C. Hart Merriam biography
Clinton Hart Merriam was born in New York City on December 5, 1855. However, his wealthy family maintained a large estate in Locust Grove, New York, where he spent his boyhood surrounded by woods and fields brimming with a variety of plants and animals. Merriam spent many hours in the woods exploring the local flora and fauna. At the age of 18, Merriam published a report of his biological studies on mammals and birds. This early exposure encouraged Merriam to have a deep appreciation for nature.
In 1874, Merriam entered Yale University, where he studied biology and human anatomy for 3 years, developing an interest in medicine. From Yale, he went on to Columbia University, where he received his M.D. in 1879. While he was a student his interest in wildlife continued, and he published an account of “The Birds of Connecticut” in 1877.
Although he practiced medicine in Locust Grove from 1879 to 1885, he became one of the founding members of the American Ornithologists’ Union in 1883 and developed a growing interest in the study and collection of mammals. In 1884, Merriam described his first new species, Atophyrax bendirii, which is a small shrew. In July 1885, Merriam was named to take charge of the newly established section of ornithology in the Entomological Division of the United States Department of Agriculture. As the chief of what became the Bureau of Biological Survey in 1905, Merriam became a national figure, spending 25 years with the bureau improving the scientific understanding of the birds and mammals of the United States.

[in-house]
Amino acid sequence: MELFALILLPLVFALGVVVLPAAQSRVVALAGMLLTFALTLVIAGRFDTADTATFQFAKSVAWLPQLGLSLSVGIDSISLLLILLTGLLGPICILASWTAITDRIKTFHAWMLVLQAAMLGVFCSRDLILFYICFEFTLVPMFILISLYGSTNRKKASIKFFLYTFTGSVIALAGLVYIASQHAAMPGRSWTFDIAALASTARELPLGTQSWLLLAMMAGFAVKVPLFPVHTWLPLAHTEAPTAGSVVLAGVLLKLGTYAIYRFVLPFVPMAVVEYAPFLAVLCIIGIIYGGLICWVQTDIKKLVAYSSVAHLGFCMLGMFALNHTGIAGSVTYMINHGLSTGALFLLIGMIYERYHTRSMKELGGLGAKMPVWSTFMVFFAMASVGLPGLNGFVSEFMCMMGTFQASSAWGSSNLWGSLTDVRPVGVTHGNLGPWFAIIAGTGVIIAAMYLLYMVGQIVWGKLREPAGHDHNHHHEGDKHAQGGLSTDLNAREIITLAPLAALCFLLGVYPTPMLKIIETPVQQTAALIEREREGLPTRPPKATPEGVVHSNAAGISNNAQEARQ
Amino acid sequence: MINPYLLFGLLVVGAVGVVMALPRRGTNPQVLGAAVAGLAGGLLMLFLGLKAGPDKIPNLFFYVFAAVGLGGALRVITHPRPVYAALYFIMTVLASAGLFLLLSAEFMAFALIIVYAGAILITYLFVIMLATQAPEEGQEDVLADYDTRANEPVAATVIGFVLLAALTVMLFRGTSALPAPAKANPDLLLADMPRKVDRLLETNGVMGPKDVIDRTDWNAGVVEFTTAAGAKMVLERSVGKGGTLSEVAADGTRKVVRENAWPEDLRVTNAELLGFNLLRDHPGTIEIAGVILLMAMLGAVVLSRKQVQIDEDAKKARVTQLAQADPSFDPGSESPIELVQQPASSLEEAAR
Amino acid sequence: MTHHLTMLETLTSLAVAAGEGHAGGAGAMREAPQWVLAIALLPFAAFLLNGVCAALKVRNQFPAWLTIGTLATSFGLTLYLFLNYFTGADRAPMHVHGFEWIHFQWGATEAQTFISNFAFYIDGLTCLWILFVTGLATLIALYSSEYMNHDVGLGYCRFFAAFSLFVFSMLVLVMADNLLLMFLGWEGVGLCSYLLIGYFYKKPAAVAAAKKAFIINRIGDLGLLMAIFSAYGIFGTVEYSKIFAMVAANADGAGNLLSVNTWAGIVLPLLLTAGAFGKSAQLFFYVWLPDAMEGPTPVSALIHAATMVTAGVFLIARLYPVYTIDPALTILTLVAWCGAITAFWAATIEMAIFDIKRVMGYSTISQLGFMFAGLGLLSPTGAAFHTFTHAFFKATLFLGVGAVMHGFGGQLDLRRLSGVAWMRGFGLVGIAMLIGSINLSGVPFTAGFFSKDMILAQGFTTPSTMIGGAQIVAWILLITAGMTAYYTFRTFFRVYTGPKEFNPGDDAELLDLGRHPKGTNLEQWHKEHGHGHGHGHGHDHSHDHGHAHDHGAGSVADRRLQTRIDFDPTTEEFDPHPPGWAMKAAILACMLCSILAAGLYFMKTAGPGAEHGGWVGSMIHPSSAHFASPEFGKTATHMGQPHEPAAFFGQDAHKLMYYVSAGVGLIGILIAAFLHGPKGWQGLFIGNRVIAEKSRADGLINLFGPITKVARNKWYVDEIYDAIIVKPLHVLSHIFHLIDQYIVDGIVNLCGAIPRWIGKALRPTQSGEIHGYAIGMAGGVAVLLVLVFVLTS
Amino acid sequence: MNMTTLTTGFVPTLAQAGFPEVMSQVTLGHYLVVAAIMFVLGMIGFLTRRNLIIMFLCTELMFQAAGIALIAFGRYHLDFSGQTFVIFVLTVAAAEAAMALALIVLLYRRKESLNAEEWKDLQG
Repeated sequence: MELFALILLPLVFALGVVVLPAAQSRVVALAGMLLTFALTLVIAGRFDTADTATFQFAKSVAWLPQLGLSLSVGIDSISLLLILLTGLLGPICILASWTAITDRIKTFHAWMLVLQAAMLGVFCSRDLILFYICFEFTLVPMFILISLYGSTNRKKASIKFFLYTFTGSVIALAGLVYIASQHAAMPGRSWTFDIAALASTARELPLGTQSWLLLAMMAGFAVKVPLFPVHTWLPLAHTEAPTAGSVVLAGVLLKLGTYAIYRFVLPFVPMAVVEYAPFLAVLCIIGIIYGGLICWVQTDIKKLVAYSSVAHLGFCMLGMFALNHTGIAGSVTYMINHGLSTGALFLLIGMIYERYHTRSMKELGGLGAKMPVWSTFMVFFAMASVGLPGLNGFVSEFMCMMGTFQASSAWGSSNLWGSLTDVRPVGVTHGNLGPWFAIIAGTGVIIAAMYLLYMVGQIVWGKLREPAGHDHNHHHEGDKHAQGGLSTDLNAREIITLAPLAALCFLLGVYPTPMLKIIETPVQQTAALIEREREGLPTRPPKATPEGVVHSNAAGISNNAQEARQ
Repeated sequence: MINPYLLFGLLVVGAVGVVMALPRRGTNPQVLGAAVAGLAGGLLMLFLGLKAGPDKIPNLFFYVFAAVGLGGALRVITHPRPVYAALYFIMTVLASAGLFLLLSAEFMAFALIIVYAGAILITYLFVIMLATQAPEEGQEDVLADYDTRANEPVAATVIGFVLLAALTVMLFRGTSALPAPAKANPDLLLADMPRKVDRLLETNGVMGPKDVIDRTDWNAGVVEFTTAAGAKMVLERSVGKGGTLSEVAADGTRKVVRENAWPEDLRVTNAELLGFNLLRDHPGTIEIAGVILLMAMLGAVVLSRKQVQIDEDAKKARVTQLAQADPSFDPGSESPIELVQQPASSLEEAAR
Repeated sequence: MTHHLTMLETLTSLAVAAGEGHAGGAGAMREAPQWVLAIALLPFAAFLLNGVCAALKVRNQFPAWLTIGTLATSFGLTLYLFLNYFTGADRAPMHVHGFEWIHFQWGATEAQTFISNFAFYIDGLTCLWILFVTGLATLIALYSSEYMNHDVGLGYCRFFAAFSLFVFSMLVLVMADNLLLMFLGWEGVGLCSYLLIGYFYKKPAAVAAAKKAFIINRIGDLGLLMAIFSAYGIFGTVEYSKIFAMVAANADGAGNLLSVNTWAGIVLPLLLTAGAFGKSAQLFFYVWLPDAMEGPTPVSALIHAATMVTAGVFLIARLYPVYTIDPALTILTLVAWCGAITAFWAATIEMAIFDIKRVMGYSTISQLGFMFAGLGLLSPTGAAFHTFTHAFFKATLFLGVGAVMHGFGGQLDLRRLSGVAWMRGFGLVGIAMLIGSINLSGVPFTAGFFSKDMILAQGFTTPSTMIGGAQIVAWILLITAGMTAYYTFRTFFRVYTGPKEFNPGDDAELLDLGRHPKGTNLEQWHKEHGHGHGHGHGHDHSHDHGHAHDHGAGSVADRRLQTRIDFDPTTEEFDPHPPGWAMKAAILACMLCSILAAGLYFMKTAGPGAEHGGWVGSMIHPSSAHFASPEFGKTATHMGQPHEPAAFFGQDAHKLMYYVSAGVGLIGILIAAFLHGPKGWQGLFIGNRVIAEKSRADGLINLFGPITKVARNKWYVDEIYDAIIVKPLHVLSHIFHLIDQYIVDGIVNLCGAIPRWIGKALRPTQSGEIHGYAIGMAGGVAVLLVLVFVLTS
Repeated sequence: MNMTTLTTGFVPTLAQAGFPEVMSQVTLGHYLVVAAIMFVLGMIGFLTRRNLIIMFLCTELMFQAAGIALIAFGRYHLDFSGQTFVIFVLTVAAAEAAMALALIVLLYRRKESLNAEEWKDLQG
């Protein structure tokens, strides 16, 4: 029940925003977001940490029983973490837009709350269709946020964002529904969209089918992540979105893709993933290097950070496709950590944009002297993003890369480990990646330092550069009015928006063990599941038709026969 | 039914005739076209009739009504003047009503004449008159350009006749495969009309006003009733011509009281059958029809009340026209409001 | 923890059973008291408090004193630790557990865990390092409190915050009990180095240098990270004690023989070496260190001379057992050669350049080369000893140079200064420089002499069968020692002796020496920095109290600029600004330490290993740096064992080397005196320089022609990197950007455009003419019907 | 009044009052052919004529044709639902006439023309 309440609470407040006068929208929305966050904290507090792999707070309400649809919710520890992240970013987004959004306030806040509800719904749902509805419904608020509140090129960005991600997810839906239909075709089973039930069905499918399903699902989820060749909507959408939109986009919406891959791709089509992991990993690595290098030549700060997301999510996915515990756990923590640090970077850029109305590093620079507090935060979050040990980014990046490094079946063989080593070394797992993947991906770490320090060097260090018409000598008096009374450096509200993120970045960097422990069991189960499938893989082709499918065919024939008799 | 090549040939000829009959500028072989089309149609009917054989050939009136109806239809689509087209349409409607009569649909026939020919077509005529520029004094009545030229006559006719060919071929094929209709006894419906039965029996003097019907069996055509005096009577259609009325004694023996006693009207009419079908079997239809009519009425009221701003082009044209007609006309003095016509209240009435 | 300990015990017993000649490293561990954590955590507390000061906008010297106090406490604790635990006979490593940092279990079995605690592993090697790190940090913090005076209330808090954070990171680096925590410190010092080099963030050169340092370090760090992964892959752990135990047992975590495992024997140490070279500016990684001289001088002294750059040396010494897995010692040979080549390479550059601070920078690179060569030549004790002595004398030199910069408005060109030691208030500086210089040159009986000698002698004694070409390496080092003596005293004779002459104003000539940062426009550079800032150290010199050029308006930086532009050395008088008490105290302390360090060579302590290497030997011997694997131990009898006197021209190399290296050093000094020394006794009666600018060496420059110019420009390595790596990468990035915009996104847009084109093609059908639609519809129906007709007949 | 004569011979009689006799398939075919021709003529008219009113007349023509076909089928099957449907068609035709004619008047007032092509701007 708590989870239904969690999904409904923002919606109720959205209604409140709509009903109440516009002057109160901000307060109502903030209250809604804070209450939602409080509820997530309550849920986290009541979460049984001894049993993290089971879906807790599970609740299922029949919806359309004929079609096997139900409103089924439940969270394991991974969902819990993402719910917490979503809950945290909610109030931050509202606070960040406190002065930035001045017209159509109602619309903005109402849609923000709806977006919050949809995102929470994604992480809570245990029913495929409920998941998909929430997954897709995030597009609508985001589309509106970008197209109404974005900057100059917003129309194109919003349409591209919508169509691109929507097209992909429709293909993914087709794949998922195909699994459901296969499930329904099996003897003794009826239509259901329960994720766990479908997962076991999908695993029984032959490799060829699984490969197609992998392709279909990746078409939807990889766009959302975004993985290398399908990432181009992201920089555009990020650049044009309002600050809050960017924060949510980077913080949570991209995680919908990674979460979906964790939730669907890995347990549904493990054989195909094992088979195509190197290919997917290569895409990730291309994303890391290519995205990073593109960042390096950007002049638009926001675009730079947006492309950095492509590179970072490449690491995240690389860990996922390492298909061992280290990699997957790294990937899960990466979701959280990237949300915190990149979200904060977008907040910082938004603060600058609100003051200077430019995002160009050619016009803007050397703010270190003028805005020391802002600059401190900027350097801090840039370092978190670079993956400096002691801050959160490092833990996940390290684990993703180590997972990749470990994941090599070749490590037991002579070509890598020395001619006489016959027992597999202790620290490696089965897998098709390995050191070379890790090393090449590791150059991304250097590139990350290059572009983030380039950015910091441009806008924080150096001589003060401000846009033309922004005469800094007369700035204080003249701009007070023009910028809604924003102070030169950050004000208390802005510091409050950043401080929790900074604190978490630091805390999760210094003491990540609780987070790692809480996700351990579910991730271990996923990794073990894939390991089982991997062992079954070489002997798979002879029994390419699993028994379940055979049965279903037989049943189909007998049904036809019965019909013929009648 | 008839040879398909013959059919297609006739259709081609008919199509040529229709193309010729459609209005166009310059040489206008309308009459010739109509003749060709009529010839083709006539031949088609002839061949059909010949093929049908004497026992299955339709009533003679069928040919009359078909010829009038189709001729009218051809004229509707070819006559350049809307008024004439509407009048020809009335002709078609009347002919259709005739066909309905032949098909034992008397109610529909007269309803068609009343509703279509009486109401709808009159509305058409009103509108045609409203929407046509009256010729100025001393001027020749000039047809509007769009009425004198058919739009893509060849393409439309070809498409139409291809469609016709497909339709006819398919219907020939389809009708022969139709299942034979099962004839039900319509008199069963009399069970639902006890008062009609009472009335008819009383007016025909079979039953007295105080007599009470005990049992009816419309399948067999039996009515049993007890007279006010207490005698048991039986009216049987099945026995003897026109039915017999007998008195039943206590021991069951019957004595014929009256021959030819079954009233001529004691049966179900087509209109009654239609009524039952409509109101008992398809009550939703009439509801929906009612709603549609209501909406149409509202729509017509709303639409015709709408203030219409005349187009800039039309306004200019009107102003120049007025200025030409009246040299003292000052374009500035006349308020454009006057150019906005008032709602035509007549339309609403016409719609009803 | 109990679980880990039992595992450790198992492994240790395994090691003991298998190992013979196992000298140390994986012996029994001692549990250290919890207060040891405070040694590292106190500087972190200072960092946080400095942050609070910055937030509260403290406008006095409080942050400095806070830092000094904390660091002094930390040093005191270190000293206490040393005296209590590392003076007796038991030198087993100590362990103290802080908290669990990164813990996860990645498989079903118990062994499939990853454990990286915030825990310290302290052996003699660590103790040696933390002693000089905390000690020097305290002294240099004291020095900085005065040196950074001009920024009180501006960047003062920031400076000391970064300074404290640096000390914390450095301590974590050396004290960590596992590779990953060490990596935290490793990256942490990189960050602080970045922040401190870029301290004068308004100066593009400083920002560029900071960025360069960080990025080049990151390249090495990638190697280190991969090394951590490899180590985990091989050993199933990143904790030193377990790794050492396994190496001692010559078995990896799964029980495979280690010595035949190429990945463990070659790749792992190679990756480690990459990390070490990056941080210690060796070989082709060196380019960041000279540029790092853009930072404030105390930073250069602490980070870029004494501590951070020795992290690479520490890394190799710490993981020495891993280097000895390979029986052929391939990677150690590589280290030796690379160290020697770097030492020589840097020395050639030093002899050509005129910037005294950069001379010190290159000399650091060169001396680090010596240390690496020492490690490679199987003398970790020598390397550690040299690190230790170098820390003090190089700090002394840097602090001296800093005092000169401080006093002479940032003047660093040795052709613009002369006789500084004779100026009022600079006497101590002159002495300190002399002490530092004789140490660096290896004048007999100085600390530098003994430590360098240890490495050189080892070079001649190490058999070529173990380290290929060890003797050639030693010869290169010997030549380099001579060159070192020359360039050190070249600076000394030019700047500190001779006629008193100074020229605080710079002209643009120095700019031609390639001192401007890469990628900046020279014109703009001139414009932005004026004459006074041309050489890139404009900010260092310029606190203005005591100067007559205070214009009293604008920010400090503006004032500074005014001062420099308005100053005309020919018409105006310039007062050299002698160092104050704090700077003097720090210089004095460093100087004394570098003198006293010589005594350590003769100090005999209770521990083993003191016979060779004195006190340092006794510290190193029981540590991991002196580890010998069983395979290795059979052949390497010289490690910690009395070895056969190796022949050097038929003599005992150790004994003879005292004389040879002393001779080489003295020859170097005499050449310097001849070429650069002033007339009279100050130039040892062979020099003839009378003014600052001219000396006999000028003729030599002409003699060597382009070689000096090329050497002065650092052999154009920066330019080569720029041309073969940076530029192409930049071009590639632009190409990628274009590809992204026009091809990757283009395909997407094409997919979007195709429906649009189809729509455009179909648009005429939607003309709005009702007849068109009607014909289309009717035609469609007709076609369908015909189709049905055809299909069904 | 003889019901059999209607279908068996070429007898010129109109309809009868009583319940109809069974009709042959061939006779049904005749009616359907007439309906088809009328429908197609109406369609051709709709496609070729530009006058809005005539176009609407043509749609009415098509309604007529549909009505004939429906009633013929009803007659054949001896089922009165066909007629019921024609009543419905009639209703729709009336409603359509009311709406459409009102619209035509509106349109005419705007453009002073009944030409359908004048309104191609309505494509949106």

Merriam first visited the Colorado Plateau in 1889, publishing the results of abiological survey of the San Francisco Mountain region and desert of the Little Colorado, Arizona, with Leonard Stejneger in 1890. He chose this region because “of its southern position, isolation, great altitude, and proximity to an arid desert.” In conducting the biological survey, it was believed new scientific and economic understanding could be gained by surveying a “region comprehending a diversity of physical and climatic conditions, particularly if a high mountain were selected, where, as is well known, different climates and zones of animal and vegetable life succeed one another from base to summit.” Merriam trekked greatly around and on the San Francisco Peaks, including the cinder hills, Walnut Canyon, Grand Canyon, and the Painted Desert. His expeditions included extensive plant and animal collections and elevation documentation from an aneroid barometer. These studies eventually supported his “life zones” concept of biogeographical elevation gradients.
Layne, J.N, and Hoffmann, R.S. 1994. Clinton Hart Merriam, 1919-1921. Pages 28–30 in E.C. Birney, and J.R. Choate (eds.). Presidents: Seventy-five years of mammalogy (1919–1994). American Society of Mammalogists, Special Publication.
Osgood, W. H. 1944. Biographical memoir of Clinton Hart Merriam, 1855–1942. Biographical Memoirs, National Academy of Sciences of the United States of America: 24, 1–57.